In 1971 Ringo Starr visited The BBC to show off a range of homeware he'd designed including a kinetic sculpture filled with liquid mercury

Ringo Starr on Blue Peter
(Image credit: BBC)

In 1968, a year after Brian Epstein set up Apple Corps – the umbrella company that would allow The Beatles to pay less tax than they would as individuals – drummer Ringo Starr set up his own venture. 

Called ROR (short for 'Ringo or Robin', the latter being business partner and designer Robin Cruickshank) and run from the Apple offices on Saville Road, it was a company that made rather exclusive homeware. And in 1971, Ringo appeared on The BBC's flagship children's show Blue Peter to talk about their goods.

On the show, Starr took host John Noakes through some of ROR's catalogue: a stainless steel shelf set built around an eight-foot steel column with a removal occasional table/storage unit perched on top; a small chrome-plated storage box; a reversible perspex desk ornament filled with dangerous liquid mercury ("Perspex, I like as much as steel," explains Ringo), and a kinetic sculpture called 'Another One' (described in the original literature as a "mercury filled object containing zigzagging discs powered by a small motor which sits in the opaque light box underneath and all housed in a transparent perspex case”). IKEA, this was not.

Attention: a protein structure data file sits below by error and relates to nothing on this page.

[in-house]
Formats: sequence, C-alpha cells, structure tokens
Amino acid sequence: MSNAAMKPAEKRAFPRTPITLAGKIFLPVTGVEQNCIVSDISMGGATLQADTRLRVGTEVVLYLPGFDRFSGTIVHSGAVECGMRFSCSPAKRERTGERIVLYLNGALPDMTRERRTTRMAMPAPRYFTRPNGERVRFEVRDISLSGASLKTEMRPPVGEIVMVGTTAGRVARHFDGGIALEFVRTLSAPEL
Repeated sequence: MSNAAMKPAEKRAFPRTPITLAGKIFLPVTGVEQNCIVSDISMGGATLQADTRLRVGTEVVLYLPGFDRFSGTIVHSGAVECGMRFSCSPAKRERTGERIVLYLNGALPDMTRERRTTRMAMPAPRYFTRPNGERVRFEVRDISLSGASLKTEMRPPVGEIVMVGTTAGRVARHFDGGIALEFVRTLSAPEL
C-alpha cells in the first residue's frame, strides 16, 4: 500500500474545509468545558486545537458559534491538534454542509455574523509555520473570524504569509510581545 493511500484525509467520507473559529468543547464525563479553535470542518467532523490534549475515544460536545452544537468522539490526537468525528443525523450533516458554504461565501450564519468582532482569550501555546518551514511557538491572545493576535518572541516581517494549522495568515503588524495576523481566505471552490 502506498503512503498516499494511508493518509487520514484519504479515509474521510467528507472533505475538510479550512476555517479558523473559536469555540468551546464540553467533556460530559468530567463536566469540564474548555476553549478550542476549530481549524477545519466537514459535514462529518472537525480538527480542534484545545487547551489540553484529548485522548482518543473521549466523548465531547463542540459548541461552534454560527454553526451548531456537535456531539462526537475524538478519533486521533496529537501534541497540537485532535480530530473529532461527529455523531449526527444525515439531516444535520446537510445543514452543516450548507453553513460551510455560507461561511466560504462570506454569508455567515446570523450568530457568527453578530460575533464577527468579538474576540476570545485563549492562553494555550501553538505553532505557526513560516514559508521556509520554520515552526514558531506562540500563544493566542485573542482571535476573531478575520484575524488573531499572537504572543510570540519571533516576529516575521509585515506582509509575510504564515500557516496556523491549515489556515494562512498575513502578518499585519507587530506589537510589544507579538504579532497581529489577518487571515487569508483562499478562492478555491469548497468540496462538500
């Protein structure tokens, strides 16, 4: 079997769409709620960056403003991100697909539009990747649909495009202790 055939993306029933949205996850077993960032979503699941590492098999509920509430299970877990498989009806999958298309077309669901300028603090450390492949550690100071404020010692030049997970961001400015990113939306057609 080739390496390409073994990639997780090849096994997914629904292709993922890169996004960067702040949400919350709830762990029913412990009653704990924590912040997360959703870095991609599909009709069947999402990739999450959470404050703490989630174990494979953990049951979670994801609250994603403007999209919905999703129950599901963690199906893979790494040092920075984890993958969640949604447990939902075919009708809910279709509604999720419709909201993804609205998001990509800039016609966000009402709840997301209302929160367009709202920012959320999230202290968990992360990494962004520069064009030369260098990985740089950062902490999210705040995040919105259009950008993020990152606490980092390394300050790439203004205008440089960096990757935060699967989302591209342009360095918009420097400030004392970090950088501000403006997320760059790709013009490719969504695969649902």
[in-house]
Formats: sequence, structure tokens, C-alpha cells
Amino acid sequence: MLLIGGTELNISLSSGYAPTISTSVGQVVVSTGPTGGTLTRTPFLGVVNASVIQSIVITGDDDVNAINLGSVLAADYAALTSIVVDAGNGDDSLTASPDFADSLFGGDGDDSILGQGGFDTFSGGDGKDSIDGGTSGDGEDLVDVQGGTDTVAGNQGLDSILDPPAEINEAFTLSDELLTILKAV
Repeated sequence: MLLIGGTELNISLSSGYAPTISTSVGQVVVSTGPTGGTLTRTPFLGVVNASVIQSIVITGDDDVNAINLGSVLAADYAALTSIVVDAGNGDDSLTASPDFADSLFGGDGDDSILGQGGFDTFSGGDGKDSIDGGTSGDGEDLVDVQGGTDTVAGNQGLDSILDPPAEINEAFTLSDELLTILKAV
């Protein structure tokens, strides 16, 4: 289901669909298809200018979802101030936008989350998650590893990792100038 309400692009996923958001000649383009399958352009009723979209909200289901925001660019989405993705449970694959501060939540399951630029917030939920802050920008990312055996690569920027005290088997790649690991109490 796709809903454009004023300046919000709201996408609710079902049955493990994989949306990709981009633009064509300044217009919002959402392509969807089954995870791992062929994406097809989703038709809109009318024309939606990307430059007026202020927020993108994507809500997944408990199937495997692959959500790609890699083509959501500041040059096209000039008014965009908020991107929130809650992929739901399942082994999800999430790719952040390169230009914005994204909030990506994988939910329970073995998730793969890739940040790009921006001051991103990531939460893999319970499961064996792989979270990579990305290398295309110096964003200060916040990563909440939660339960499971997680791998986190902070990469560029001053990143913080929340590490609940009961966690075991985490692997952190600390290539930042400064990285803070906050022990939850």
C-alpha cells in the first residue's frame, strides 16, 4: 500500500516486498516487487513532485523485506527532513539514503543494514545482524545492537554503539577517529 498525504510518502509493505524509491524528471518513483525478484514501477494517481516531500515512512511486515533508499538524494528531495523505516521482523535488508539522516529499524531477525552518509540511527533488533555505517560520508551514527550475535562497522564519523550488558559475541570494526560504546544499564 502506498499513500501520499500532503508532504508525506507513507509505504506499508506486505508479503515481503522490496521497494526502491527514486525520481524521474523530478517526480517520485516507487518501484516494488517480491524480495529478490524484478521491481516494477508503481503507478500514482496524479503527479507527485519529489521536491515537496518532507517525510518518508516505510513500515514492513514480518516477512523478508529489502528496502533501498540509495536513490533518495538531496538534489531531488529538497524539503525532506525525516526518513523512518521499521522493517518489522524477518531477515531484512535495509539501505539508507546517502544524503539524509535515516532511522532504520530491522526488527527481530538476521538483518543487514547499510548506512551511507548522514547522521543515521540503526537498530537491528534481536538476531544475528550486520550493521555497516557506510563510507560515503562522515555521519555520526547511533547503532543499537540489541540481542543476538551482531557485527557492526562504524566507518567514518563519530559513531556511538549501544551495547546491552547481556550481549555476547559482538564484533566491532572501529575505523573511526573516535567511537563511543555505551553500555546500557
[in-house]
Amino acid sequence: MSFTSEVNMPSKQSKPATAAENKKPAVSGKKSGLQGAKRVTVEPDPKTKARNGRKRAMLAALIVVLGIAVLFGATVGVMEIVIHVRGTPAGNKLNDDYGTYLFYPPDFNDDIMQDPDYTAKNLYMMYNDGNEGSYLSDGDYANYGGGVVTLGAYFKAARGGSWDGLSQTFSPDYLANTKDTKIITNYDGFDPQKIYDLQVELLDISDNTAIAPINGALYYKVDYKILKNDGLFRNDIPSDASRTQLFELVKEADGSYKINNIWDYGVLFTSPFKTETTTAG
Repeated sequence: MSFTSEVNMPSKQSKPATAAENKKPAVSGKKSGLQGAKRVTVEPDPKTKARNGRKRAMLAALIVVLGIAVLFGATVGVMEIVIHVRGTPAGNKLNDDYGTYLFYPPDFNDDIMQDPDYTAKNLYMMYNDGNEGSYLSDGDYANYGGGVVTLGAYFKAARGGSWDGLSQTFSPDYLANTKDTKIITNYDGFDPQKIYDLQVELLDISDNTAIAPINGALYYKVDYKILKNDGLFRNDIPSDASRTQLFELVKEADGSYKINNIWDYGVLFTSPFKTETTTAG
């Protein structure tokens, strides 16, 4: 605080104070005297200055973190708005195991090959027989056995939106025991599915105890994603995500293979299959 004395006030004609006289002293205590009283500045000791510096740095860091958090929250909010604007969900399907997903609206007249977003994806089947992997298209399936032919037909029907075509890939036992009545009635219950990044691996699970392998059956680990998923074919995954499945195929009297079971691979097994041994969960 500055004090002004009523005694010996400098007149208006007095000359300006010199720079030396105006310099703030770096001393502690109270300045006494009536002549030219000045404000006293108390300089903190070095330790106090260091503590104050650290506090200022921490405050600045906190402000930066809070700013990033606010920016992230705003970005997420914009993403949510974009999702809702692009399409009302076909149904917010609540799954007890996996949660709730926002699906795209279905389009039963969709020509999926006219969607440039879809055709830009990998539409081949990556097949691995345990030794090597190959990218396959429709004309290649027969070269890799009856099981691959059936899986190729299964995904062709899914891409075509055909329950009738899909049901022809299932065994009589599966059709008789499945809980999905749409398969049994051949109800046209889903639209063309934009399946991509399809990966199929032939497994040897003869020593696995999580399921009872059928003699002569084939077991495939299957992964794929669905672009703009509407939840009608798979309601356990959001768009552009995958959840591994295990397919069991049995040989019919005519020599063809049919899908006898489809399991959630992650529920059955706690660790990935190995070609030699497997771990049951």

The final piece of furniture shared by Starr was a unique coffee table made from a pair of Rolls Royce radiators. 

"The radiators are very hard to come by," says Starr, "because you phone up Rolls and they say 'Well, what's the chassis number?' So they're very hard to get, but we found this man who got them – I don't know how he got them – but he sold them to us. He ran in with them in a little bag and said, 'give me money' and off he went."  

ROR were a success, although a couple of commissions became somewhat tainted. They worked on a Marylebone penthouse belonging to property developer and pornographer Paul Raymond – an alleged venue for various coke-fulled orgies – and on the Mayfair flat of Harry Nilsson, where Mama Cass died in 1974. Four years later Keith Moon followed suit in the same room, and, distraught, Nilsson sold the property to Pete Townshend

More happily, they worked with British Prime Minister Sir Edward Heath, actor Christopher Plummer, Rod Stewart, billionaire industrialist Baron Hans Heinrich Thyssen-Bornemisza, David Bowie and Elton John, and in 1982 they received a $10million commission to redesign the interior of the Presidential Palace in Abu Dhabi. As if being drummer in The Beatles wasn't enough. 

Fraser Lewry

Online Editor at Louder/Classic Rock magazine since 2014. 38 years in music industry, online for 25. Also bylines for: Metal Hammer, Prog Magazine, The Word Magazine, The Guardian, The New Statesman, Saga, Music365. Former Head of Music at Xfm Radio, A&R at Fiction Records, early blogger, ex-roadie, published author. Once appeared in a Cure video dressed as a cowboy, and thinks any situation can be improved by the introduction of cats. Favourite Serbian trumpeter: Dejan Petrović.